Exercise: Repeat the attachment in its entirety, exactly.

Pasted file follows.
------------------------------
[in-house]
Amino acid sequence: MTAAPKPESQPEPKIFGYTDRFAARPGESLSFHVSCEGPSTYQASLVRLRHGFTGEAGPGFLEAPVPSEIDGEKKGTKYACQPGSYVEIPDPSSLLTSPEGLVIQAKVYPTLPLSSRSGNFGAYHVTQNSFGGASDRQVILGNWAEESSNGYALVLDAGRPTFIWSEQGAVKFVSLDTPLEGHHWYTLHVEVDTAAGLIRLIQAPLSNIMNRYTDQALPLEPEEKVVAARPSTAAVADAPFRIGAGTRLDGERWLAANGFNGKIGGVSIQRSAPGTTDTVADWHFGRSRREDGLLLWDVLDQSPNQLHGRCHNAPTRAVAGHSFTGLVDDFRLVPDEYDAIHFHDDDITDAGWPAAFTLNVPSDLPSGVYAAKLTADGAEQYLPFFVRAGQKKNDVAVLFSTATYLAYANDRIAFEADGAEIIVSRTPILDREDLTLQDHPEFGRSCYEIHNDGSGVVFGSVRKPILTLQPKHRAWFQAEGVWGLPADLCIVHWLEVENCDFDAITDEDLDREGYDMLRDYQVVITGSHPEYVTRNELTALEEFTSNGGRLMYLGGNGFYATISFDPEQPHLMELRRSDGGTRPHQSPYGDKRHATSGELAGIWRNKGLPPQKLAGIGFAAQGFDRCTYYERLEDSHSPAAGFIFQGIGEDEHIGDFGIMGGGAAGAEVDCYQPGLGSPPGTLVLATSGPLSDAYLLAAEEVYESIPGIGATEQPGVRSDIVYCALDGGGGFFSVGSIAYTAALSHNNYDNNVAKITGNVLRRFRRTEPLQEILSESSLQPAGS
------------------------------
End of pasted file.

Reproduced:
[in-house]
Amino acid sequence: MTAAPKPESQPEPKIFGYTDRFAARPGESLSFHVSCEGPSTYQASLVRLRHGFTGEAGPGFLEAPVPSEIDGEKKGTKYACQPGSYVEIPDPSSLLTSPEGLVIQAKVYPTLPLSSRSGNFGAYHVTQNSFGGASDRQVILGNWAEESSNGYALVLDAGRPTFIWSEQGAVKFVSLDTPLEGHHWYTLHVEVDTAAGLIRLIQAPLSNIMNRYTDQALPLEPEEKVVAARPSTAAVADAPFRIGAGTRLDGERWLAANGFNGKIGGVSIQRSAPGTTDTVADWHFGRSRREDGLLLWDVLDQSPNQLHGRCHNAPTRAVAGHSFTGLVDDFRLVPDEYDAIHFHDDDITDAGWPAAFTLNVPSDLPSGVYAAKLTADGAEQYLPFFVRAGQKKNDVAVLFSTATYLAYANDRIAFEADGAEIIVSRTPILDREDLTLQDHPEFGRSCYEIHNDGSGVVFGSVRKPILTLQPKHRAWFQAEGVWGLPADLCIVHWLEVENCDFDAITDEDLDREGYDMLRDYQVVITGSHPEYVTRNELTALEEFTSNGGRLMYLGGNGFYATISFDPEQPHLMELRRSDGGTRPHQSPYGDKRHATSGELAGIWRNKGLPPQKLAGIGFAAQGFDRCTYYERLEDSHSPAAGFIFQGIGEDEHIGDFGIMGGGAAGAEVDCYQPGLGSPPGTLVLATSGPLSDAYLLAAEEVYESIPGIGATEQPGVRSDIVYCALDGGGGFFSVGSIAYTAALSHNNYDNNVAKITGNVLRRFRRTEPLQEILSESSLQPAGS